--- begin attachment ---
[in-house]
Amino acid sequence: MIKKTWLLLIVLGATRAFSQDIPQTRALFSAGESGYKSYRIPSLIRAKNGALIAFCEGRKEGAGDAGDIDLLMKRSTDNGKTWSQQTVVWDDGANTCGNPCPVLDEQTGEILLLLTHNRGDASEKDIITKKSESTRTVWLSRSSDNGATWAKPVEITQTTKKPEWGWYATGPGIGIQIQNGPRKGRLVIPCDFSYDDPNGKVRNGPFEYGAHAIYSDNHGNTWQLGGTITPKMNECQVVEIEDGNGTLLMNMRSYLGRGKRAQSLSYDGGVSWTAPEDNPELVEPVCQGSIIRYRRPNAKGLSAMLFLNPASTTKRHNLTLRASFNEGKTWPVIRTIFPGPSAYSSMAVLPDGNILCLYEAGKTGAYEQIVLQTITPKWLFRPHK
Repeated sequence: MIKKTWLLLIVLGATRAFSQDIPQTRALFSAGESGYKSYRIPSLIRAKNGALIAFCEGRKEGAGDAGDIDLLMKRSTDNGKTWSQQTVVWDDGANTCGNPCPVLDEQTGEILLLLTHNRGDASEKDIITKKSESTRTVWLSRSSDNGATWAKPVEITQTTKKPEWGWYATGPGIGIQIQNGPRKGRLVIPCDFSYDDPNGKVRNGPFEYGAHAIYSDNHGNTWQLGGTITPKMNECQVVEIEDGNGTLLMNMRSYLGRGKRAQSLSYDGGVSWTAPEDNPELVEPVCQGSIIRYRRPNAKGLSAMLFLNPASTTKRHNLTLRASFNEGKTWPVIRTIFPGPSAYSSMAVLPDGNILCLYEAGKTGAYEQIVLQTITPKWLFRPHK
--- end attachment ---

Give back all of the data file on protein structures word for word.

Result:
[in-house]
Amino acid sequence: MIKKTWLLLIVLGATRAFSQDIPQTRALFSAGESGYKSYRIPSLIRAKNGALIAFCEGRKEGAGDAGDIDLLMKRSTDNGKTWSQQTVVWDDGANTCGNPCPVLDEQTGEILLLLTHNRGDASEKDIITKKSESTRTVWLSRSSDNGATWAKPVEITQTTKKPEWGWYATGPGIGIQIQNGPRKGRLVIPCDFSYDDPNGKVRNGPFEYGAHAIYSDNHGNTWQLGGTITPKMNECQVVEIEDGNGTLLMNMRSYLGRGKRAQSLSYDGGVSWTAPEDNPELVEPVCQGSIIRYRRPNAKGLSAMLFLNPASTTKRHNLTLRASFNEGKTWPVIRTIFPGPSAYSSMAVLPDGNILCLYEAGKTGAYEQIVLQTITPKWLFRPHK
Repeated sequence: MIKKTWLLLIVLGATRAFSQDIPQTRALFSAGESGYKSYRIPSLIRAKNGALIAFCEGRKEGAGDAGDIDLLMKRSTDNGKTWSQQTVVWDDGANTCGNPCPVLDEQTGEILLLLTHNRGDASEKDIITKKSESTRTVWLSRSSDNGATWAKPVEITQTTKKPEWGWYATGPGIGIQIQNGPRKGRLVIPCDFSYDDPNGKVRNGPFEYGAHAIYSDNHGNTWQLGGTITPKMNECQVVEIEDGNGTLLMNMRSYLGRGKRAQSLSYDGGVSWTAPEDNPELVEPVCQGSIIRYRRPNAKGLSAMLFLNPASTTKRHNLTLRASFNEGKTWPVIRTIFPGPSAYSSMAVLPDGNILCLYEAGKTGAYEQIVLQTITPKWLFRPHK